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Muge Erol, Arien Mack; Immersive experience of awe increases the scope of visuospatial attention: A VR study. Journal of Vision 2019;19(10):285a. doi: https://doi.org/10.1167/19.10.285a.
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© ARVO (1962-2015); The Authors (2016-present)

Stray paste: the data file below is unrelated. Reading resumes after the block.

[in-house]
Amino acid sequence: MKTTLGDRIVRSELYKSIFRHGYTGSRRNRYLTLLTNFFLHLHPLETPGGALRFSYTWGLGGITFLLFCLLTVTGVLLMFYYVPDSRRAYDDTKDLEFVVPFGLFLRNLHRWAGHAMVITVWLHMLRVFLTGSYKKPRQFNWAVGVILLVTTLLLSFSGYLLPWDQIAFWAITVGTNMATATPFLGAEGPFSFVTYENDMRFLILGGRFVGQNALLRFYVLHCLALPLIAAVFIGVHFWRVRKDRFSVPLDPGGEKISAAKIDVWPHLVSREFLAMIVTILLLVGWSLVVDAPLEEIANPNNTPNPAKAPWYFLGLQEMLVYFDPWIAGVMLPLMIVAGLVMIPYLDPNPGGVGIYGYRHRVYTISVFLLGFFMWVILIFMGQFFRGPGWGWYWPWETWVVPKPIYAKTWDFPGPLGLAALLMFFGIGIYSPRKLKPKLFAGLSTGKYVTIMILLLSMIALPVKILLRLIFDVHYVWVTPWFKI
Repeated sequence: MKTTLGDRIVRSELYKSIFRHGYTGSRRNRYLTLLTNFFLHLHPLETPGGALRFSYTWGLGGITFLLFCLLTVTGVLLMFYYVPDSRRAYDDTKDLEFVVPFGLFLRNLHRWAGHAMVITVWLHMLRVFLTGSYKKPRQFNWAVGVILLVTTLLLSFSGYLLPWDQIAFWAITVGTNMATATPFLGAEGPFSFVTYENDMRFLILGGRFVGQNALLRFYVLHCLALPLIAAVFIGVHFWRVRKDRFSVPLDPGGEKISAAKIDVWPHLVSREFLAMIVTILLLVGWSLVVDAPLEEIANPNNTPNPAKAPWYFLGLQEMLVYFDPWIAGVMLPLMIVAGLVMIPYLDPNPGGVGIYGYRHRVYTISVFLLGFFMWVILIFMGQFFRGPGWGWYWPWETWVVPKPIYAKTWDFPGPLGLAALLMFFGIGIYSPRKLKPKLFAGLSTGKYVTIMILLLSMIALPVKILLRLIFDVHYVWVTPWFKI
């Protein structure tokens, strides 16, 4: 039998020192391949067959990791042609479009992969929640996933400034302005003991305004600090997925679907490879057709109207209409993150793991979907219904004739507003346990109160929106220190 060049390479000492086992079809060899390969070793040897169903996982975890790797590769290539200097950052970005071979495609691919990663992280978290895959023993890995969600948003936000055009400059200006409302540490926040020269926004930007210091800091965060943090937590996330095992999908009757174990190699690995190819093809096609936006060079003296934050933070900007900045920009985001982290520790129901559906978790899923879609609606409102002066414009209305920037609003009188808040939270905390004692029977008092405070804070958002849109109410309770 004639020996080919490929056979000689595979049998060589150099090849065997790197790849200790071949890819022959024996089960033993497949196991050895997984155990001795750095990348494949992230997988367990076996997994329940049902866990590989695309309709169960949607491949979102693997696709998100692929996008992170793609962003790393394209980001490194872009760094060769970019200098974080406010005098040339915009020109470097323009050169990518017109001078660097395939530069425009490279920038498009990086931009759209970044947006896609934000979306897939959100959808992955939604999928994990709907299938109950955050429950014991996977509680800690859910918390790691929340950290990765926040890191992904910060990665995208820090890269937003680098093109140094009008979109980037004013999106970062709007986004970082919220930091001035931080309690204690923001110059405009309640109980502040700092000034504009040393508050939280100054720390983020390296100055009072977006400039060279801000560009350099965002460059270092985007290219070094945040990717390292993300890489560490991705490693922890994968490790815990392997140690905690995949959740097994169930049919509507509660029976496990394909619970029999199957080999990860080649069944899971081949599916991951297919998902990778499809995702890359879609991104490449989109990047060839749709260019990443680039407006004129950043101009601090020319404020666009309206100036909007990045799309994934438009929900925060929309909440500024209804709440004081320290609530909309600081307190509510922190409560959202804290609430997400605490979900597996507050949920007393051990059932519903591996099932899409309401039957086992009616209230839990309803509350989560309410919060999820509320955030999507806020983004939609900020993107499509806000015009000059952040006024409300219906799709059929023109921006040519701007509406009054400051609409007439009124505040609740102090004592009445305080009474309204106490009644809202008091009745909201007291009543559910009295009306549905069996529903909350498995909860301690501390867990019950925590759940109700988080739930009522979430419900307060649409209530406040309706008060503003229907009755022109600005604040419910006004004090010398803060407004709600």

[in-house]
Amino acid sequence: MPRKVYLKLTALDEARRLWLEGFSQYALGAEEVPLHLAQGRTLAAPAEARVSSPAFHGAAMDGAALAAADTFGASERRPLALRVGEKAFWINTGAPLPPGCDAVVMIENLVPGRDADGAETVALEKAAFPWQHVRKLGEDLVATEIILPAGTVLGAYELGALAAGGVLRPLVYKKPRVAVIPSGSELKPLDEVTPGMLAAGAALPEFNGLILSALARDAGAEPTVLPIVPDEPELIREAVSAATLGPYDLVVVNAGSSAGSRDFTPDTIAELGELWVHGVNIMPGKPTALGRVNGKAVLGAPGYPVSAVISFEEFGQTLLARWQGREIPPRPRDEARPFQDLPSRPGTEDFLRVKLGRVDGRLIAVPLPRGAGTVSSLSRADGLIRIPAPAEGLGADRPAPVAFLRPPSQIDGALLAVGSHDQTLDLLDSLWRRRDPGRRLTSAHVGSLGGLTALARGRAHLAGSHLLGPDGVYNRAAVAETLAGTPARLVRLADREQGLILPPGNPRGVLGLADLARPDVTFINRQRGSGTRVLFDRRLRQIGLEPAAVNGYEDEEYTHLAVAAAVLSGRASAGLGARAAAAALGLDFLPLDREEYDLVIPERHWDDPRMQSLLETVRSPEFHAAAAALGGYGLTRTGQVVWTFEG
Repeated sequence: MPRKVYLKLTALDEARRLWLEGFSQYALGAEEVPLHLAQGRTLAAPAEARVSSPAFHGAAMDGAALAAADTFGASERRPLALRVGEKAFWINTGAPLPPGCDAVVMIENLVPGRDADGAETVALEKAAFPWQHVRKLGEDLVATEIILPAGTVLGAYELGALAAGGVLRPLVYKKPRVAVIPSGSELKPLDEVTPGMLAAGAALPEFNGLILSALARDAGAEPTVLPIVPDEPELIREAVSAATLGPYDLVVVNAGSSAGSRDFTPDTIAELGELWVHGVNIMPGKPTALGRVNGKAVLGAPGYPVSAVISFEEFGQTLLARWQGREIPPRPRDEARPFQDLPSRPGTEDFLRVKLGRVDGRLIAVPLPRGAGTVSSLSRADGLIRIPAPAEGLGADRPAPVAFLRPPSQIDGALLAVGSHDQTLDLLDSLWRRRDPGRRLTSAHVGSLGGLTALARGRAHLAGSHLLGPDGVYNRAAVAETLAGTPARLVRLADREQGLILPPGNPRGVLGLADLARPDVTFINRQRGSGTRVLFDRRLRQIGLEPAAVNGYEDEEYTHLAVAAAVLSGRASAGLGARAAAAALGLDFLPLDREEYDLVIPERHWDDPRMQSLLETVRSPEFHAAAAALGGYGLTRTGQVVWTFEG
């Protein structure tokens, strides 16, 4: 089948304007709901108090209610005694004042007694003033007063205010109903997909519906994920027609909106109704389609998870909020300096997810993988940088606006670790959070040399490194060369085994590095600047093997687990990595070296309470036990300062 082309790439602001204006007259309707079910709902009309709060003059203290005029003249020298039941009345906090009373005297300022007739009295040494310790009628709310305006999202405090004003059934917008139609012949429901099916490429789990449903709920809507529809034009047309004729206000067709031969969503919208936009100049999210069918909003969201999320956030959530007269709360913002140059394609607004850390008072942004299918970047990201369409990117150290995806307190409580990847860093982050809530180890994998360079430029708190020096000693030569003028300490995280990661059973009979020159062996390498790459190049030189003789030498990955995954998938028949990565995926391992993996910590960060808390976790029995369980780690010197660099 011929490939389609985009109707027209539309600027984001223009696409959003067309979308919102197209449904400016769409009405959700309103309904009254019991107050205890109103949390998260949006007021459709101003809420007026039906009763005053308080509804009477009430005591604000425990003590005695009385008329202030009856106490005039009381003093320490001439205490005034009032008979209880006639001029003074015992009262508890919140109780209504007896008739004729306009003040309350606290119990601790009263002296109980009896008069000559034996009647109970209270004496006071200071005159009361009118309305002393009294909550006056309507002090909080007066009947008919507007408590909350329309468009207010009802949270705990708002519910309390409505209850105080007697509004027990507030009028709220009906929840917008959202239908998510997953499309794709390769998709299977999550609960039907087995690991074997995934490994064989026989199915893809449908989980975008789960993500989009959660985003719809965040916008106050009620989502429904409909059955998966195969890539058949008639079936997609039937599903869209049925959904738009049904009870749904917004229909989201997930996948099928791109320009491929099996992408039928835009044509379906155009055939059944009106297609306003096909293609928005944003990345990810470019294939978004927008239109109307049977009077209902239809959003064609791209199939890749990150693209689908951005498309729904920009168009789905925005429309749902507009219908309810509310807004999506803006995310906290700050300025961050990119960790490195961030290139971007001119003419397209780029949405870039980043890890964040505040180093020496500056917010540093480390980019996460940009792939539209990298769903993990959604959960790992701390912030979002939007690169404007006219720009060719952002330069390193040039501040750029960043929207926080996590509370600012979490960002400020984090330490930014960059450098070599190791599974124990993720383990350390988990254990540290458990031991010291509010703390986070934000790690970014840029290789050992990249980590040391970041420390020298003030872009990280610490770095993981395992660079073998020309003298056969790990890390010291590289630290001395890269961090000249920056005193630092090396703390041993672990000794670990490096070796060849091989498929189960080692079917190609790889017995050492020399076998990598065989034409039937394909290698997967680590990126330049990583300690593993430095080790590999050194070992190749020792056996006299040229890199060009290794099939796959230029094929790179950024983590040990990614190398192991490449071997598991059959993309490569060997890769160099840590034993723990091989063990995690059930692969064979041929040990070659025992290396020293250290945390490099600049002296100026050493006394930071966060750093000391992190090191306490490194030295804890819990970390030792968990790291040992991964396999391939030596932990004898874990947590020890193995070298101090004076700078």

Earlier we reported evidence that awe increases attention to global over local features (Erol & Mack, 2018). The current study investigates whether awe increases the breadth of visuospatial attention as measured by Functional Field of View (FFOV). FFOV is “the area around the fixation point from which information is being briefly stored and read out during a visual task” (Mackworth, 1965, p.67). Each participant first completed 80 FFOV trials, then observed a mood induction video, and finally repeated the FFOV test. Each of 45 participants (15 per group) was exposed to one of 3 possible ~3 minute, 360° immersive virtual reality videos: one induced awe, one amusement, and one was neutral. The FFOV task entailed arrays containing one letter (D, G, J or L) at fixation and 40 small rectangles, each placed at 5 increasing degrees of eccentricity (3° through 15°) from fixation in 8 possible directions, presented for 50ms and masked for 250ms. On each trial, a different digit (1 through 9) appeared randomly inside one of the rectangles. Participants immediately reported the central letter, and then identified and localized the peripheral digit. There were no pretest differences among the groups at any eccentricity. Importantly, after mood induction, the awe group improved significantly at identifying (F(2,42)=3.405, p< .05) and localizing (F(2,42)=3.879, p< .05) the digit at 12°, and localizing it at 15° (F(2,42)=4.061, p< .05). Moreover, higher self-reported awe ratings correlated with improved performance in digit identification at 9° (r=.29) and 12° (r=.35) and digit localization at 12° (r=.33) and 15° (r=.39). These results indicate that awe increases the breadth of spatial attention and taken together with our earlier findings, suggest that awe has a predictable broadening and globalizing effect on perception. They are the first reported evidence of the impact of awe on what we see.
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